Wendy’s Buy Back Implemented to Boost Stock And Overall Value

Wendy’s plans to buy back $1.4 billion in shares by the end of 2016 in an effort to reach their long term goals.

Wendy’s has been making some changes to increase their profitability and value, and also decrease expenditures. One of those efforts is a plan to buy back a large number of share of stock.

Wendy’s began an $850 million buy back earlier this month, which is just the beginning of their buy back program, which they hope to complete by the end of 2016, according to a report in The Wall Street Journal.

We are confident our strong balance sheet, financial flexibility and cash flow will enable us to comfortably fund our growth initiatives while returning significant capital to shareholders,” Wendy’s CFO Todd Penegor said in an interview with Investors Business Daily.

In addition to the buy back, Wendy’s is also in the midst of selling most of its corporately owned restaurants to franchisees. The sale of the corporate restaurant locations has long been a desire of Wendy’s and is being made in an effort to minimize corporate expenditures and create a new corporate model.

Wendy’s has also unloaded their bakery business. Wendy’s has owned The New Bakery Co. since 1979, and recently sold it to the East Balt Bakery based out of Chicago, Illinois. Instead of baking and distributing their own breads and buns to franchise locations, Wendy’s has made the move to do away with The New Bakery Co., to minimize corporate overhead, and to allow flexibility in procuring specialty breads and buns closer to franchise locations.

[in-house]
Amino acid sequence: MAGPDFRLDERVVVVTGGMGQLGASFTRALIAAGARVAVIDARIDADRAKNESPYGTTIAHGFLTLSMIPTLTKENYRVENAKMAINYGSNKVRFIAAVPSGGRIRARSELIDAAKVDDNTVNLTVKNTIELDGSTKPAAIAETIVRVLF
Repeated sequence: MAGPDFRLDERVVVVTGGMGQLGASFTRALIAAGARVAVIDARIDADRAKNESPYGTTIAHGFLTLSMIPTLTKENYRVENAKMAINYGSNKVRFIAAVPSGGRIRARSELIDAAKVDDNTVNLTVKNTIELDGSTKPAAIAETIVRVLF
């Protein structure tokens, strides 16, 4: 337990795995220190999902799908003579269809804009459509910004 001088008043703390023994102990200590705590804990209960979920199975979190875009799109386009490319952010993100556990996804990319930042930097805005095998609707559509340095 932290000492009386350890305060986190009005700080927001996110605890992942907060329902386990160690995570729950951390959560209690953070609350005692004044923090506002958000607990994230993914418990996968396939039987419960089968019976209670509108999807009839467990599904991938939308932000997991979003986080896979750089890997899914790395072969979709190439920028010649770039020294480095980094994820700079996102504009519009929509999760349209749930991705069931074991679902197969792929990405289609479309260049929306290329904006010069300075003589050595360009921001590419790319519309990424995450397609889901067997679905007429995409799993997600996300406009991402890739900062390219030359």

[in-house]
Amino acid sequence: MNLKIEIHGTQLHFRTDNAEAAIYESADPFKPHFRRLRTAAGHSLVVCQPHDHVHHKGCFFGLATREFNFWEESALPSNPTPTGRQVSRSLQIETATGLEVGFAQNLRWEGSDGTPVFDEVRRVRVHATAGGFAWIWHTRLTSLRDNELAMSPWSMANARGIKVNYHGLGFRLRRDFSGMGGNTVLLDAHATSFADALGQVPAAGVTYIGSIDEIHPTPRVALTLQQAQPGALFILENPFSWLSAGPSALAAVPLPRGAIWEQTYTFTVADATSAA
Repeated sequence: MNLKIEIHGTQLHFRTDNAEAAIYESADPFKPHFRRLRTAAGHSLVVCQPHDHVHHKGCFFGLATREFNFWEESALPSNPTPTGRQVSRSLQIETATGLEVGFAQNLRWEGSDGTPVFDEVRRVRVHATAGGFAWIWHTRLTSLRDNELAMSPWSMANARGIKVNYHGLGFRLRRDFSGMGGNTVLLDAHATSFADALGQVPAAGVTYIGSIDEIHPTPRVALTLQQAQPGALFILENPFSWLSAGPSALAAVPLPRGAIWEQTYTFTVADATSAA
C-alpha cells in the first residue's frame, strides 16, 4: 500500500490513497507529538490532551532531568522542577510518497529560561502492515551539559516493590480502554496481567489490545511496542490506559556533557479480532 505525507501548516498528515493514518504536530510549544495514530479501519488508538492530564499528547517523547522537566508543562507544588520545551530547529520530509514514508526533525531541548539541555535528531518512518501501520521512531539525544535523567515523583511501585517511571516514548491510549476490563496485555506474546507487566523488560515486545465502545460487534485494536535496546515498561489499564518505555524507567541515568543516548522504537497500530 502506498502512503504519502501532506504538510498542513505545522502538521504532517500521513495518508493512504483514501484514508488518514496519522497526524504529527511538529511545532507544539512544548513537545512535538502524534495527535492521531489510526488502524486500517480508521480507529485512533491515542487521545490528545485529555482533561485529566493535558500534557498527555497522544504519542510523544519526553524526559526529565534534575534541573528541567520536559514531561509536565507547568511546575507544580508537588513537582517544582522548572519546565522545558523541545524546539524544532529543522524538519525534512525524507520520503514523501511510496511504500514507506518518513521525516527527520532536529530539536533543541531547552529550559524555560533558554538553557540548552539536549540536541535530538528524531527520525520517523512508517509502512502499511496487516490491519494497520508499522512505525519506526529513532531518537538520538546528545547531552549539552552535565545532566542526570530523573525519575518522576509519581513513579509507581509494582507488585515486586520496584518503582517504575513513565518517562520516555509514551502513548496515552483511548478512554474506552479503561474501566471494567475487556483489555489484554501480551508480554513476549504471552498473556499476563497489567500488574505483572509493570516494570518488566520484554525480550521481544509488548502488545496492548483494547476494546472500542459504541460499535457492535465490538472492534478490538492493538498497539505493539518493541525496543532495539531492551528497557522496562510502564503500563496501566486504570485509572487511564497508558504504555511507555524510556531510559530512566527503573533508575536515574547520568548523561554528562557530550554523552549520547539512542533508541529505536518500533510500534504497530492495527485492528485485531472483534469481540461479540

Wendy’s sale of its bakery is an extension of their quest to revamp their business model. Wendy’s plans to sell approximately 380 of its restaurants by the end of 2015, and will continue with its franchise sales with an addition 260 locations to be sold in 2016, according to a report in the Zanesville Times Recorder.

Wendy’s is looking to move away from the fast-food feel that they have embodied for decades. Wendy’s is following the money trail, and with fast-food profits trending downward in recent years, and other markets showing profitability, Wendy’s is making changes in the hope of getting a piece of the action. The new focus for Wendy’s is to cater to consumers who frequent casual dining restaurants, like Chipotle.

In addition to a corporate remodel, Wendy’s is also testing new products in an effort to keep their menu fresh, catering to consumer’s changing desires. A new black bean burger is being tested in Wendy’s Columbus, Ohio market, and they can’t make enough of them to keep up with consumer demand.

“It’s too early to say where this may go, but we’ve been encouraged by the early consumer response,” Bob Bertini, Wendy’s spokesman in an interview with the Columbus Dispatch.

[Image courtesy of photo by Scott Olson/Getty Images]